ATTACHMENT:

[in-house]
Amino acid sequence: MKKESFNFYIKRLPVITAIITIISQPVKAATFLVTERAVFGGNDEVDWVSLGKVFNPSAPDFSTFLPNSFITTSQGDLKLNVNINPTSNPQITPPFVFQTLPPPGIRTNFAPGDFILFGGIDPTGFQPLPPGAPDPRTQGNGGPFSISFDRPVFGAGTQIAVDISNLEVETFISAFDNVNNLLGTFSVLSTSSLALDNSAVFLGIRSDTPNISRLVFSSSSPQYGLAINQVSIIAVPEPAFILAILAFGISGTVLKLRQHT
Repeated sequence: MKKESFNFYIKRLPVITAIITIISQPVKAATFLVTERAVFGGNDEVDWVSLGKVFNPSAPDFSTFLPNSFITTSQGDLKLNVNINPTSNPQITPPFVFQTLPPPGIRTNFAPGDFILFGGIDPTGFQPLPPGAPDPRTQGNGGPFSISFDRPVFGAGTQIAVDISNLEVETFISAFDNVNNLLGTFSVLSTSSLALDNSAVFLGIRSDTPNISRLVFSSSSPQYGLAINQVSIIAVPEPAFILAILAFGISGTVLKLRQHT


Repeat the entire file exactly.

[in-house]
Amino acid sequence: MKKESFNFYIKRLPVITAIITIISQPVKAATFLVTERAVFGGNDEVDWVSLGKVFNPSAPDFSTFLPNSFITTSQGDLKLNVNINPTSNPQITPPFVFQTLPPPGIRTNFAPGDFILFGGIDPTGFQPLPPGAPDPRTQGNGGPFSISFDRPVFGAGTQIAVDISNLEVETFISAFDNVNNLLGTFSVLSTSSLALDNSAVFLGIRSDTPNISRLVFSSSSPQYGLAINQVSIIAVPEPAFILAILAFGISGTVLKLRQHT
Repeated sequence: MKKESFNFYIKRLPVITAIITIISQPVKAATFLVTERAVFGGNDEVDWVSLGKVFNPSAPDFSTFLPNSFITTSQGDLKLNVNINPTSNPQITPPFVFQTLPPPGIRTNFAPGDFILFGGIDPTGFQPLPPGAPDPRTQGNGGPFSISFDRPVFGAGTQIAVDISNLEVETFISAFDNVNNLLGTFSVLSTSSLALDNSAVFLGIRSDTPNISRLVFSSSSPQYGLAINQVSIIAVPEPAFILAILAFGISGTVLKLRQHT